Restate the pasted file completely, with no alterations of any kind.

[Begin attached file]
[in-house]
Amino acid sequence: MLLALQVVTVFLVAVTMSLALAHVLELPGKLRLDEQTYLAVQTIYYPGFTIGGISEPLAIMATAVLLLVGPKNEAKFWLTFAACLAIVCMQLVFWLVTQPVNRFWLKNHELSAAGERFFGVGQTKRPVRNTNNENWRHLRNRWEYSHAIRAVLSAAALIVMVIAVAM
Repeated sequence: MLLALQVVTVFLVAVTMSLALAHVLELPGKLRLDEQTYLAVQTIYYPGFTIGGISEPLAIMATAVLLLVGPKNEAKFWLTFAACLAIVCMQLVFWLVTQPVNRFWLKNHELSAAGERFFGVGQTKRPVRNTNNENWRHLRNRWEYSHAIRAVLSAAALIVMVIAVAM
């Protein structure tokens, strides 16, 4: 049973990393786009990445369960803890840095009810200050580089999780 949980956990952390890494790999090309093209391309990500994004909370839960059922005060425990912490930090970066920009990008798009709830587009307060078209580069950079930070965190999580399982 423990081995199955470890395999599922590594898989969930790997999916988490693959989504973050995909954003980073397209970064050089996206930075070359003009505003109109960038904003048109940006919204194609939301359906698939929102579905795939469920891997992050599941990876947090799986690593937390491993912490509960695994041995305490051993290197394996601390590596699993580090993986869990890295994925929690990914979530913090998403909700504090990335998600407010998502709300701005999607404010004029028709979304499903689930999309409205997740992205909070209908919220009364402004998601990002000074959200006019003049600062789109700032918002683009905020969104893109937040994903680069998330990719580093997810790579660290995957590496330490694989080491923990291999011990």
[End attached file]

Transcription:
[in-house]
Amino acid sequence: MLLALQVVTVFLVAVTMSLALAHVLELPGKLRLDEQTYLAVQTIYYPGFTIGGISEPLAIMATAVLLLVGPKNEAKFWLTFAACLAIVCMQLVFWLVTQPVNRFWLKNHELSAAGERFFGVGQTKRPVRNTNNENWRHLRNRWEYSHAIRAVLSAAALIVMVIAVAM
Repeated sequence: MLLALQVVTVFLVAVTMSLALAHVLELPGKLRLDEQTYLAVQTIYYPGFTIGGISEPLAIMATAVLLLVGPKNEAKFWLTFAACLAIVCMQLVFWLVTQPVNRFWLKNHELSAAGERFFGVGQTKRPVRNTNNENWRHLRNRWEYSHAIRAVLSAAALIVMVIAVAM
């Protein structure tokens, strides 16, 4: 049973990393786009990445369960803890840095009810200050580089999780 949980956990952390890494790999090309093209391309990500994004909370839960059922005060425990912490930090970066920009990008798009709830587009307060078209580069950079930070965190999580399982 423990081995199955470890395999599922590594898989969930790997999916988490693959989504973050995909954003980073397209970064050089996206930075070359003009505003109109960038904003048109940006919204194609939301359906698939929102579905795939469920891997992050599941990876947090799986690593937390491993912490509960695994041995305490051993290197394996601390590596699993580090993986869990890295994925929690990914979530913090998403909700504090990335998600407010998502709300701005999607404010004029028709979304499903689930999309409205997740992205909070209908919220009364402004998601990002000074959200006019003049600062789109700032918002683009905020969104893109937040994903680069998330990719580093997810790579660290995957590496330490694989080491923990291999011990």